01 July 2009

Two steps back

I'm frustrated. I have been plugging through St. Teresa's Interior Castle and feel like I'm reading the Book of Acts without having all the necessary background to appreciate how significant everything is. Or, that I am taking calculus without understanding algebra first. It seems very difficult, if not impossible, to push forward without establishing a good foundation.

So, I dug out some of the books I have sitting on the shelf to provide an overview of St. Teresa's and St. John of the Cross' works (A Guide to the Stages of Prayer according to St. Teresa of Avila and St. John of the Cross, and Carmelite Asceticism.)

I did find a study guide online, but haven't looked at it yet. Secular source, so will look for others. A Carmelite study guide would be best. Any suggestions?

Wish Jeff Cavins had a series on this!

St. Teresa and St. John of the Cross, when they set out to instruct us in the way of perfection, do not content themselves with any common ideal; they put before us the mystical ideal in all its sublimity. The ascetic life is, for them the Way of Perfection, leading to the Interior Castle; it is the Ascent of Mount Carmel, that Mount whereon the mystical strains of the Spiritual Canticle echo ceaselessly, where the soul is ever consumed by the Living Flame of Love.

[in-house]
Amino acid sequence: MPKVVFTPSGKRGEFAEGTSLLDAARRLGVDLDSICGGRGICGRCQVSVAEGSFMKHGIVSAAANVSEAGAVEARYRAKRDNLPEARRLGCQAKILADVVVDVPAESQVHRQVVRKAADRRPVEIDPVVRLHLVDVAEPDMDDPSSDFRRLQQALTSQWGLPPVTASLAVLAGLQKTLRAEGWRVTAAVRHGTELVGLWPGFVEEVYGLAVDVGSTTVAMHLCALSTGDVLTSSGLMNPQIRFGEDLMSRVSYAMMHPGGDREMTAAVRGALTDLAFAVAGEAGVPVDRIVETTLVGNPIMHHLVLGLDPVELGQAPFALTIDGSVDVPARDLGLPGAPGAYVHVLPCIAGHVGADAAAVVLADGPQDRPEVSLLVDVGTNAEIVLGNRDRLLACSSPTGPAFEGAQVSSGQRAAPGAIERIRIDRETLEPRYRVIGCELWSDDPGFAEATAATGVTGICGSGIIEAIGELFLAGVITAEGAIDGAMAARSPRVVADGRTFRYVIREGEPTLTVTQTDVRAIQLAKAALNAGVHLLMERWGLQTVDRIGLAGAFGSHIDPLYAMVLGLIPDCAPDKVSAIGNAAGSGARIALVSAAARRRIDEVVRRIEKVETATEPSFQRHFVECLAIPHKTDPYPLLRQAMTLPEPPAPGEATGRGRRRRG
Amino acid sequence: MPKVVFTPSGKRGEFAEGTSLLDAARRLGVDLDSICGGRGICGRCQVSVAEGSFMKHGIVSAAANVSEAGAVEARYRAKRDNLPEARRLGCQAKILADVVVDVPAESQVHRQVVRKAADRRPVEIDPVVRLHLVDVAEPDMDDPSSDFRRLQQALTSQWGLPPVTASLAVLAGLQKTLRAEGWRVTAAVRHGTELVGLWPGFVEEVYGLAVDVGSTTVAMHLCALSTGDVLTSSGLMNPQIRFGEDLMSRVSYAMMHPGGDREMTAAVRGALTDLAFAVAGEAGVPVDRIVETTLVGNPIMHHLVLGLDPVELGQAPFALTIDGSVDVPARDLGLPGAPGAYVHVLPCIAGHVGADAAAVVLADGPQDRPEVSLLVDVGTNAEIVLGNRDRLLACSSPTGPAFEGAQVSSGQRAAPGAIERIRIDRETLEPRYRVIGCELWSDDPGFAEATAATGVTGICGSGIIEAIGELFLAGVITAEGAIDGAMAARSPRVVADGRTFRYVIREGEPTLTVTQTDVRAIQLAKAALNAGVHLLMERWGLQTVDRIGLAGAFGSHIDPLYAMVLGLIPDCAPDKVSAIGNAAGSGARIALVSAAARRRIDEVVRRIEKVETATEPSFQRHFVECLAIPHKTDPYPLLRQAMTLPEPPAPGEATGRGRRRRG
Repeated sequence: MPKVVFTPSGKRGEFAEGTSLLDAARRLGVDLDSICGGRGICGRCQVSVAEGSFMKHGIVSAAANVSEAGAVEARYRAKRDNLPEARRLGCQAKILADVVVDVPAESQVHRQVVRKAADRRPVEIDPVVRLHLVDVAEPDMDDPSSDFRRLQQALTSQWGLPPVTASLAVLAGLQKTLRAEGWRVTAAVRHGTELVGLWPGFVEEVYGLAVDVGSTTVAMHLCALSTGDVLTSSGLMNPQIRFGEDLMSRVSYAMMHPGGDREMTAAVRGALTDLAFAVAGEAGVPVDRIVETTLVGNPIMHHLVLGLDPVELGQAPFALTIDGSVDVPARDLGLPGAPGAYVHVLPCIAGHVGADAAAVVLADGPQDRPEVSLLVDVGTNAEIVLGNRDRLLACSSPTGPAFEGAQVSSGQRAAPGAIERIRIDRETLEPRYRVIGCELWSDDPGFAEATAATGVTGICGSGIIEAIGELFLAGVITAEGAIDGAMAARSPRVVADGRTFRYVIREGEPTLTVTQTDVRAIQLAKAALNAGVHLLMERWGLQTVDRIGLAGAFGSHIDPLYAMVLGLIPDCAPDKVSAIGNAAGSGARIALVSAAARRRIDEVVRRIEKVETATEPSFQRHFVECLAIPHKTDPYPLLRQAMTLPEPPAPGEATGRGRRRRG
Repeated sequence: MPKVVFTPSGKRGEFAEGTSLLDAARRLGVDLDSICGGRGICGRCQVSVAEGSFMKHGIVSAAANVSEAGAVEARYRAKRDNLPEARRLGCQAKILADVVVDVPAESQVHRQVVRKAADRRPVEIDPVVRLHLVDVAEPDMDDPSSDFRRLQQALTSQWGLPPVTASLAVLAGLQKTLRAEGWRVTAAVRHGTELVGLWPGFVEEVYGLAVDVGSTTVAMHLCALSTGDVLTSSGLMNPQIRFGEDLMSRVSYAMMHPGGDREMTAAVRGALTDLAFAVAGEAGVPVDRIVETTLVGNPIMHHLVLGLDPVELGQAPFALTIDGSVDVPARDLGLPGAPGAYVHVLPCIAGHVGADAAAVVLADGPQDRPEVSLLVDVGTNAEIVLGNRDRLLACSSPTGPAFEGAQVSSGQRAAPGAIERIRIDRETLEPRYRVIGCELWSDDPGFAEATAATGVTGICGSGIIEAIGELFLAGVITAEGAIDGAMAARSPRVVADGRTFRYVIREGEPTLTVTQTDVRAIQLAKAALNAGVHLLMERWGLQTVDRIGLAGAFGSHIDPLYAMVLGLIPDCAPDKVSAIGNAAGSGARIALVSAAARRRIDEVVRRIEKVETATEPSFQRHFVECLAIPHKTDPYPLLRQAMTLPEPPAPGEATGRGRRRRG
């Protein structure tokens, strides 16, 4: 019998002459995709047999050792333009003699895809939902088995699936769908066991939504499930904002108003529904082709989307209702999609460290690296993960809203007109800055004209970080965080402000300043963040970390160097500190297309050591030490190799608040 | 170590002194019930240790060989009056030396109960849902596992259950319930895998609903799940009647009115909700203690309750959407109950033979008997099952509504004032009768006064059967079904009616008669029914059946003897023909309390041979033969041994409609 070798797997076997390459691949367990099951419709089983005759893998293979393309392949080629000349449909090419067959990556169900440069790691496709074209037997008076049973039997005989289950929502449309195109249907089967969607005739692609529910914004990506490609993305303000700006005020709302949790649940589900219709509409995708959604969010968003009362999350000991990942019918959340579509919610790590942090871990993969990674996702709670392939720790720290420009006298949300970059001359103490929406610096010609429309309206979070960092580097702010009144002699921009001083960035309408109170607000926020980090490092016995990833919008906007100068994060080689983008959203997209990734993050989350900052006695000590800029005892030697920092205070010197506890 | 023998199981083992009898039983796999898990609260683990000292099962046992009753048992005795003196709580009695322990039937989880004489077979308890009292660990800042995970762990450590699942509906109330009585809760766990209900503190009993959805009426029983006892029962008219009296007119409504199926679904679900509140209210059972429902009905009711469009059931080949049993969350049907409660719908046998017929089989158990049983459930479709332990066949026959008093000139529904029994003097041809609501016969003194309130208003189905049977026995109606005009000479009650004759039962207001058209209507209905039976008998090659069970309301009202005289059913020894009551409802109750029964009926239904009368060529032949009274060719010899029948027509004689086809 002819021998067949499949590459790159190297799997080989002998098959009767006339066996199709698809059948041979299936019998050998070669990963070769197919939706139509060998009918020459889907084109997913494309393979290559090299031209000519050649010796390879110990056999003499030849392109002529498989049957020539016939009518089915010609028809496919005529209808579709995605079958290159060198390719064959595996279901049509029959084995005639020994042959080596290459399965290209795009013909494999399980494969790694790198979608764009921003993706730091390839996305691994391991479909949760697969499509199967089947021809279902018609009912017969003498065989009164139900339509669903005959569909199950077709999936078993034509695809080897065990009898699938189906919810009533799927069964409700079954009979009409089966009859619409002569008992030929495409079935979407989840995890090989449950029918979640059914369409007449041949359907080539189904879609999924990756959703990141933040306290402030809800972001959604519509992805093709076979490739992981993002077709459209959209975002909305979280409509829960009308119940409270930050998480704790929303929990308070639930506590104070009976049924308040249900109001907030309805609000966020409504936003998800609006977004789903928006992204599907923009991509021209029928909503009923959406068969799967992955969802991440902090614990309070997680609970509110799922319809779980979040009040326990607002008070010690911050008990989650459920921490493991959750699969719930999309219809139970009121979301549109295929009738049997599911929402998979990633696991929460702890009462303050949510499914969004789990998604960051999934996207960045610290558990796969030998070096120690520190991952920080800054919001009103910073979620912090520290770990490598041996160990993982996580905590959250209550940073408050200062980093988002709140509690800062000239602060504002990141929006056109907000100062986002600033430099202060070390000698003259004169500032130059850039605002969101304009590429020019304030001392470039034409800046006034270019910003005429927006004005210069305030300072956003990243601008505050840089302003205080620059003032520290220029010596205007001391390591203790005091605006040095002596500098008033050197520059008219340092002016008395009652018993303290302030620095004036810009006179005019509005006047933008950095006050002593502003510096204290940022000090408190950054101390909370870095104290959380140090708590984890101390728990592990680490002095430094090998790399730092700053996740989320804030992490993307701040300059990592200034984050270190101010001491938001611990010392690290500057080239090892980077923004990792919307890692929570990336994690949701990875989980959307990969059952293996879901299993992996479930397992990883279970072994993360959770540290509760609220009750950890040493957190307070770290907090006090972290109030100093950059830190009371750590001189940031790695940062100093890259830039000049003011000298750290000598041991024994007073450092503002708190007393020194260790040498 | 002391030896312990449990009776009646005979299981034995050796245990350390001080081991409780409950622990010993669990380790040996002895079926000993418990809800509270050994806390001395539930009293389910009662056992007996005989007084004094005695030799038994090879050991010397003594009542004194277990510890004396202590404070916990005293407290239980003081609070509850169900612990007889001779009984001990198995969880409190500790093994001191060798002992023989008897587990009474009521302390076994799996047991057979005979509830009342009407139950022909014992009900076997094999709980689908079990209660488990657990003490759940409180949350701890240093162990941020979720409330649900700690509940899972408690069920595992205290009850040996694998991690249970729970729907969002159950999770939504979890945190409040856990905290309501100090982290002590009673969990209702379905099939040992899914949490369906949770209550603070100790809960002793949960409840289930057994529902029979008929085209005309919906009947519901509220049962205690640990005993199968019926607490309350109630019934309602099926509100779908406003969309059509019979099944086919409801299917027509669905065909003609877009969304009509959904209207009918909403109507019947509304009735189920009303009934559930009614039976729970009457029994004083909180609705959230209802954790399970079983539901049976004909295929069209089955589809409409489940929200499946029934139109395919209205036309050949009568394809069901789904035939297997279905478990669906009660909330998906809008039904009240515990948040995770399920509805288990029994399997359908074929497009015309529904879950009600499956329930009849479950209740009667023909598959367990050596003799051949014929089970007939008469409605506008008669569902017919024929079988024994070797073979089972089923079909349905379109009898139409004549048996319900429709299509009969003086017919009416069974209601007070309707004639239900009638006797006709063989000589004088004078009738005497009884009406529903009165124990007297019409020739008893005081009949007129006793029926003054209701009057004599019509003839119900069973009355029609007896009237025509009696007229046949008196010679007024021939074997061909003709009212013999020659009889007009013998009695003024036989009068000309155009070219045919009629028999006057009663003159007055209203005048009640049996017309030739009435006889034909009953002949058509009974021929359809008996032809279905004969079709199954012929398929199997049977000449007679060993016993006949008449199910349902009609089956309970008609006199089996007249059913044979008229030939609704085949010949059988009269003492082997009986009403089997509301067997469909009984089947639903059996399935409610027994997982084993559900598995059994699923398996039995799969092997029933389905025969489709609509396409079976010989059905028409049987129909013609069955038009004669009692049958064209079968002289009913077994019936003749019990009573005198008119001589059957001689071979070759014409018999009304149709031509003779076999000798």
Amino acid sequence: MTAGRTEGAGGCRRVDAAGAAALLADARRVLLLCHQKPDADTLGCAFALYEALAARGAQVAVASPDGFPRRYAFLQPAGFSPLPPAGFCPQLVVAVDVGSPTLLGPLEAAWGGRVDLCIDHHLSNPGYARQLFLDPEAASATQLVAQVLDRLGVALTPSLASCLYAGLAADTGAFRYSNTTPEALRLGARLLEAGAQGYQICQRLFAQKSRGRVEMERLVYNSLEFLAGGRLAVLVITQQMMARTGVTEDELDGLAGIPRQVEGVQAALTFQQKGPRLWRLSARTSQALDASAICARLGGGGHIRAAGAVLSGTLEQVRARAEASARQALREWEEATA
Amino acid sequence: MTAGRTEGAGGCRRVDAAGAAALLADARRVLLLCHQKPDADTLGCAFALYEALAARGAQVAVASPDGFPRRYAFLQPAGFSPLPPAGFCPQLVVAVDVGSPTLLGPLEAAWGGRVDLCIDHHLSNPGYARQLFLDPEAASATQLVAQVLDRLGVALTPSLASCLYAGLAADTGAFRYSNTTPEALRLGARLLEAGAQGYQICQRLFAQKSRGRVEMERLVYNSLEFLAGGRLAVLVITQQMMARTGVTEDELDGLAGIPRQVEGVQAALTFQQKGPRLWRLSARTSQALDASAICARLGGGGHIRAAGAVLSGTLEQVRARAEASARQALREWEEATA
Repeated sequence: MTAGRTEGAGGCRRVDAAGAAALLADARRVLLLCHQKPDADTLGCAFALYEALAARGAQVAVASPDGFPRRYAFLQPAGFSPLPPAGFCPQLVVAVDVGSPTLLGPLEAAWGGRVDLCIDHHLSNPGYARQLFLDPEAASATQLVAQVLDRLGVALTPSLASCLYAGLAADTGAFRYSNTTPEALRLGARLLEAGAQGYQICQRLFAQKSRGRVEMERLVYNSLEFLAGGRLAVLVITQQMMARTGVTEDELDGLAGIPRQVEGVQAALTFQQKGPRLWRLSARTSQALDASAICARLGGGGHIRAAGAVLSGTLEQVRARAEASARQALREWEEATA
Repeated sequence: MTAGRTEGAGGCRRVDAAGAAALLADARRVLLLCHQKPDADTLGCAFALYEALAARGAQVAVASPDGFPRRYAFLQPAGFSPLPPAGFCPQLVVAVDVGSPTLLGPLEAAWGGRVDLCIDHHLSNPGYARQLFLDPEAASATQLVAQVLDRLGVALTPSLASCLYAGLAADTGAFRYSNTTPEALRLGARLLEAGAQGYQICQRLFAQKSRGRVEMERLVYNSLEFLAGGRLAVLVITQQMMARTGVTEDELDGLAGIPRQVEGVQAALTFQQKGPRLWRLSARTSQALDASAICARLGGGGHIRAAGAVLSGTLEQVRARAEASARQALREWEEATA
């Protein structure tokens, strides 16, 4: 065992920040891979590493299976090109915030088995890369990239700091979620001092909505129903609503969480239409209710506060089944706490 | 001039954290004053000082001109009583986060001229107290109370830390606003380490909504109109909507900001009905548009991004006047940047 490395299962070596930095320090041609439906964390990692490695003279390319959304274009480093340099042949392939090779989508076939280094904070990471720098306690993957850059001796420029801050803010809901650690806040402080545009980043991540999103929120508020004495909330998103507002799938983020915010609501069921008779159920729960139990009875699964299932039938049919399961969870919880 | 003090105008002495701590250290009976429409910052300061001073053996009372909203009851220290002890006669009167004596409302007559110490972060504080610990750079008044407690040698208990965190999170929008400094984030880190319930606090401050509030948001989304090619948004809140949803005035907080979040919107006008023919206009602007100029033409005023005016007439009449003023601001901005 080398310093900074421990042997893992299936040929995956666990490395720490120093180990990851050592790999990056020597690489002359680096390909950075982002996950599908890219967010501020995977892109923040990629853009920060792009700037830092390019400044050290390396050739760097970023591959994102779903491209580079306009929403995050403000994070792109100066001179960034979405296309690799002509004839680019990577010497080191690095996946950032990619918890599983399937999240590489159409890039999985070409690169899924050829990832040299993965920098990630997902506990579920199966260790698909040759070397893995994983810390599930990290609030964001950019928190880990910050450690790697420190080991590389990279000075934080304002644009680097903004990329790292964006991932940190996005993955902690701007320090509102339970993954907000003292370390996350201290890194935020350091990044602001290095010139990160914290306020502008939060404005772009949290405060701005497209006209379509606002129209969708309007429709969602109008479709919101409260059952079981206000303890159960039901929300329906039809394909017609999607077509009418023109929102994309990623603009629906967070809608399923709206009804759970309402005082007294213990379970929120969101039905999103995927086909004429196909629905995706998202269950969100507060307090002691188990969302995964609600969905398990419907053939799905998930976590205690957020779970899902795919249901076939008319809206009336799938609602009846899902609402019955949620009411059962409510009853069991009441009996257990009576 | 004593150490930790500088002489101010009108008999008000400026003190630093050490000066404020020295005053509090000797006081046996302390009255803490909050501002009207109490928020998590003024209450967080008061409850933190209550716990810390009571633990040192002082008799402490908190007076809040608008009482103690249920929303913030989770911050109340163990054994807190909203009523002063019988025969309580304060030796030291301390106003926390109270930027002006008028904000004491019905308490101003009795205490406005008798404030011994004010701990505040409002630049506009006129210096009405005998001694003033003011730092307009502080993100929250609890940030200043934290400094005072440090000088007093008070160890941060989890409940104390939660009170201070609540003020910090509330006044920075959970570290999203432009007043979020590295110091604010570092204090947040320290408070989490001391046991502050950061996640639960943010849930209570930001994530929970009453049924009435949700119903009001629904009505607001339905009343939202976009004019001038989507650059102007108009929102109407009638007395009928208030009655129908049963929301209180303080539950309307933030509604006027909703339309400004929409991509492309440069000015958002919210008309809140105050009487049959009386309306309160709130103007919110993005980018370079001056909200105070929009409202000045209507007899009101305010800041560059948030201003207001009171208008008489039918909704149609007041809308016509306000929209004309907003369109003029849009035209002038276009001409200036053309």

~Carmelite Asceticism, by Very Reverend Father Anastasius of the Holy Rosary, OCD

It's no wonder I'm floundering; I don't have a sublime bone in my body. Maybe I should take this statement as a road map and start with the Way of Perfection, then the Interior Castle.

I'll be lucky if I even get to the study guide!


John said...

I am currently reading "I Want to See God" by P. Marie-Eugene - it is exactly what you are describing.

Grace and peace.

swissmiss said...

Thanks John! I'll have to look into it. I spoke with a Carmelite nun and she recommended Ven. Teresita Quevedo, but I haven't searched for anything she's written yet. My spiritual director, a Carmelite Brother, was puzzled that I was wanting something foundational and told me to keep reading the Interior Castle and we would discuss it. I hope he has a few days set aside for all my questions!

Kathy said...

Don't know if it is still relevant to you but Thomas Ashbrook's recent book, "Mansions of the Heart" is excellent - it makes Teresa's work very accessible and relevant. Written by a Protestant but that shouldn't be a problem.